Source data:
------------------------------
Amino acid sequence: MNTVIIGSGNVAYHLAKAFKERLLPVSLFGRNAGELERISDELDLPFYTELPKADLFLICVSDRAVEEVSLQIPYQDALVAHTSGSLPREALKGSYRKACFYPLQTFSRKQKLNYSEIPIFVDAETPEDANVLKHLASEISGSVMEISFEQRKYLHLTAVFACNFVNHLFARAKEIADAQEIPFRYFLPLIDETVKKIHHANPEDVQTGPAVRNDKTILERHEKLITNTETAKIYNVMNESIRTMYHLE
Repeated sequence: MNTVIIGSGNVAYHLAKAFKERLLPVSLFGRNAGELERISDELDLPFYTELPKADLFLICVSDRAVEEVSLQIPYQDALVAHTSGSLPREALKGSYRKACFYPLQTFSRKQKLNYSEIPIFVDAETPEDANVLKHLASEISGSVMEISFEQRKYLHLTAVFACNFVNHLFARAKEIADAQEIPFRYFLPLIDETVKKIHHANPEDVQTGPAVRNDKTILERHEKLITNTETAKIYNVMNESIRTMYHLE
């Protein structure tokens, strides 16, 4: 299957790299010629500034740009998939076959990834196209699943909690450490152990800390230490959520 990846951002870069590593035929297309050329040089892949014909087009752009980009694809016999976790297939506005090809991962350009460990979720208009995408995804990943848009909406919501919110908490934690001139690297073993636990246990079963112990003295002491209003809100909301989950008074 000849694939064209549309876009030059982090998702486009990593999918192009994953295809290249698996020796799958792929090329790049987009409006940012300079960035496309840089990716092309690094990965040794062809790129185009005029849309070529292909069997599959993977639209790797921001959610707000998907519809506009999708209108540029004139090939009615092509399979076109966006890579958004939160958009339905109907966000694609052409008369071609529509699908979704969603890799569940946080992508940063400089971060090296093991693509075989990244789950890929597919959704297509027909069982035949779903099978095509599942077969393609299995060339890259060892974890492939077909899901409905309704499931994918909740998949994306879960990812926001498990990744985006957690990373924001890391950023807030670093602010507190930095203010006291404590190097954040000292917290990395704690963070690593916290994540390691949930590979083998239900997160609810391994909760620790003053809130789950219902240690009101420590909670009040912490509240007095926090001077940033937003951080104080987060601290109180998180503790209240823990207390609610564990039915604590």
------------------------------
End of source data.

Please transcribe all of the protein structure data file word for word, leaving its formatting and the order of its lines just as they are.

Amino acid sequence: MNTVIIGSGNVAYHLAKAFKERLLPVSLFGRNAGELERISDELDLPFYTELPKADLFLICVSDRAVEEVSLQIPYQDALVAHTSGSLPREALKGSYRKACFYPLQTFSRKQKLNYSEIPIFVDAETPEDANVLKHLASEISGSVMEISFEQRKYLHLTAVFACNFVNHLFARAKEIADAQEIPFRYFLPLIDETVKKIHHANPEDVQTGPAVRNDKTILERHEKLITNTETAKIYNVMNESIRTMYHLE
Repeated sequence: MNTVIIGSGNVAYHLAKAFKERLLPVSLFGRNAGELERISDELDLPFYTELPKADLFLICVSDRAVEEVSLQIPYQDALVAHTSGSLPREALKGSYRKACFYPLQTFSRKQKLNYSEIPIFVDAETPEDANVLKHLASEISGSVMEISFEQRKYLHLTAVFACNFVNHLFARAKEIADAQEIPFRYFLPLIDETVKKIHHANPEDVQTGPAVRNDKTILERHEKLITNTETAKIYNVMNESIRTMYHLE
């Protein structure tokens, strides 16, 4: 299957790299010629500034740009998939076959990834196209699943909690450490152990800390230490959520 990846951002870069590593035929297309050329040089892949014909087009752009980009694809016999976790297939506005090809991962350009460990979720208009995408995804990943848009909406919501919110908490934690001139690297073993636990246990079963112990003295002491209003809100909301989950008074 000849694939064209549309876009030059982090998702486009990593999918192009994953295809290249698996020796799958792929090329790049987009409006940012300079960035496309840089990716092309690094990965040794062809790129185009005029849309070529292909069997599959993977639209790797921001959610707000998907519809506009999708209108540029004139090939009615092509399979076109966006890579958004939160958009339905109907966000694609052409008369071609529509699908979704969603890799569940946080992508940063400089971060090296093991693509075989990244789950890929597919959704297509027909069982035949779903099978095509599942077969393609299995060339890259060892974890492939077909899901409905309704499931994918909740998949994306879960990812926001498990990744985006957690990373924001890391950023807030670093602010507190930095203010006291404590190097954040000292917290990395704690963070690593916290994540390691949930590979083998239900997160609810391994909760620790003053809130789950219902240690009101420590909670009040912490509240007095926090001077940033937003951080104080987060601290109180998180503790209240823990207390609610564990039915604590």